Holding the auditors accountable for missing corporate fraud

by Ian Fraser for QFinance, September 23rd, 2010.

Should accountancy firms be able to walk away from corporate train wrecks Scot-free –  leaving everyone else, including shareholders, bondholders, employees, customers, governments to pick up the tab?

In the wake of the banking and financial crisis, which saw several banks collapse within a few of months of having been given a clean bill of health by their ‘big four’ auditors, this is certainly worthy of examination.

Traditionally, the courts have barred shareholders from pursuing malpractice claims against auditors in cases of corporate fraud. The ‘big four’ audit firms – PricewaterhouseCoopers, Deloitte, KMPG and Ernst & Young – have been able to deftly sidestep the wrath of shareholders and others.

However historic notions of auditor non-liability are now coming under scrutiny. In a landmark case that started on September 14, the New York Court of Appeal is weighing up whether auditors should continue to avoid prosecution.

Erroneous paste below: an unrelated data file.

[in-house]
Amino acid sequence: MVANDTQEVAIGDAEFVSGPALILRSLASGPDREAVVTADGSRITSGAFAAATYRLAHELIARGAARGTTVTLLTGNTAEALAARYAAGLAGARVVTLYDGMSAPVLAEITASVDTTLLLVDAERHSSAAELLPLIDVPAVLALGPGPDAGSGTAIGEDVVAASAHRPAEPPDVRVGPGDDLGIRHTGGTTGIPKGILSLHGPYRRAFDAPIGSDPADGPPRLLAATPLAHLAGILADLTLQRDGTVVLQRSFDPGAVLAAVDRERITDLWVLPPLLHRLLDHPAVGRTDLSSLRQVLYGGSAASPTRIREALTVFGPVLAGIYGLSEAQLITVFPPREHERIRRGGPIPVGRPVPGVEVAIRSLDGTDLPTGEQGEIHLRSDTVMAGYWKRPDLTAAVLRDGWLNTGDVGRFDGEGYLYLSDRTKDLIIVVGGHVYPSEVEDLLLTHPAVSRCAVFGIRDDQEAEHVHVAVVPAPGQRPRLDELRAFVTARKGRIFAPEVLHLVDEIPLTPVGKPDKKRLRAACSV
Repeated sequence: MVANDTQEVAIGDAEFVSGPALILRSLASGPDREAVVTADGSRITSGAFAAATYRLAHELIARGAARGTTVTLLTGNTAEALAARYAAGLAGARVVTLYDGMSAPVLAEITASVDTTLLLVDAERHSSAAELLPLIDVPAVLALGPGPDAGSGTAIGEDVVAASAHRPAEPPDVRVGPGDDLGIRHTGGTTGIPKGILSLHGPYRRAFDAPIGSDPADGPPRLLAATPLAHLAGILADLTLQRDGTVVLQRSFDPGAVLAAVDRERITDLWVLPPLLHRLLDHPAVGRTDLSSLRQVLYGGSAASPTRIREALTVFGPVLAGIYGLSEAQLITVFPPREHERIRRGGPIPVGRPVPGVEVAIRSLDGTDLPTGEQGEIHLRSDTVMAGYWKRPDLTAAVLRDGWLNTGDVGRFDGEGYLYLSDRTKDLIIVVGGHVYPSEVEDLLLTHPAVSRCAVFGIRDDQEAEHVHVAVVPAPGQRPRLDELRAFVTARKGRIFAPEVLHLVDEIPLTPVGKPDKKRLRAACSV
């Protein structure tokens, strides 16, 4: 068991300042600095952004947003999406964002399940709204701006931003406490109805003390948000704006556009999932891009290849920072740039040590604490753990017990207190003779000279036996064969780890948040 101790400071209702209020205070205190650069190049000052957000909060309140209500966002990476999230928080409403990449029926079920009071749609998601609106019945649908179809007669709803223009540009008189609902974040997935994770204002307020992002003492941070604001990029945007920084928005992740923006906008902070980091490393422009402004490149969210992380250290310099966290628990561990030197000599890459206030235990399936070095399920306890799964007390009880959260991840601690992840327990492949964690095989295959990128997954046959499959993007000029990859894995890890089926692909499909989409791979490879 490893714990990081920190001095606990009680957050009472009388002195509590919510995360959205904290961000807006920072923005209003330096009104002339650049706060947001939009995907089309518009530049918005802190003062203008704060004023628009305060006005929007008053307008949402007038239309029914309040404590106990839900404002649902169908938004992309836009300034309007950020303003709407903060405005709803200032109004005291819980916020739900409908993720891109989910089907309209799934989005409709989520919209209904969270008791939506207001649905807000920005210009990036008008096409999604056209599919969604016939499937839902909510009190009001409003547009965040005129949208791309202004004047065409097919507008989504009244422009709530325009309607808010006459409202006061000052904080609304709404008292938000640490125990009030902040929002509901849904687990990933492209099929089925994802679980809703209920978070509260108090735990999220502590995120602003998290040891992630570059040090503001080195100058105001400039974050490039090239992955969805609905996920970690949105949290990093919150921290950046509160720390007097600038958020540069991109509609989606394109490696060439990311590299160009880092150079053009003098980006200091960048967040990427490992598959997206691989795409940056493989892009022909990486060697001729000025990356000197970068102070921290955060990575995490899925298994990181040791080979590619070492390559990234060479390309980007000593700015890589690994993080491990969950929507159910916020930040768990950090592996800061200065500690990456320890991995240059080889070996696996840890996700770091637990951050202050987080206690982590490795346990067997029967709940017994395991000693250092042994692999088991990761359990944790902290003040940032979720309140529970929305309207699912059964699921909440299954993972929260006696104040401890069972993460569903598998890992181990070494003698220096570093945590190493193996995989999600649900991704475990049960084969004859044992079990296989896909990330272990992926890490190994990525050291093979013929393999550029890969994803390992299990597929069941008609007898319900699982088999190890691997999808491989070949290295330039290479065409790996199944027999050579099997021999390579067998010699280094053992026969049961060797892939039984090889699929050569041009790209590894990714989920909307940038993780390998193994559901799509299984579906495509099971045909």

Two suits are being heard back-to-back. The first is against PwC and is being brought by investors in the bailed-out insurer AIG, which PwC audited. The second case relates to litigation by the bankruptcy trustee of Refco Inc, a failed futures broker in which damages are being sought from a number of Refco’s professional advisers, including its auditors Grant Thornton.

Stuart Grant, a partner in Grant & Eisenhofer, the law firm representing AIG shareholders, believes the case could have widespread ramifications, even if the result will technically only apply in New York. (continue reading… )


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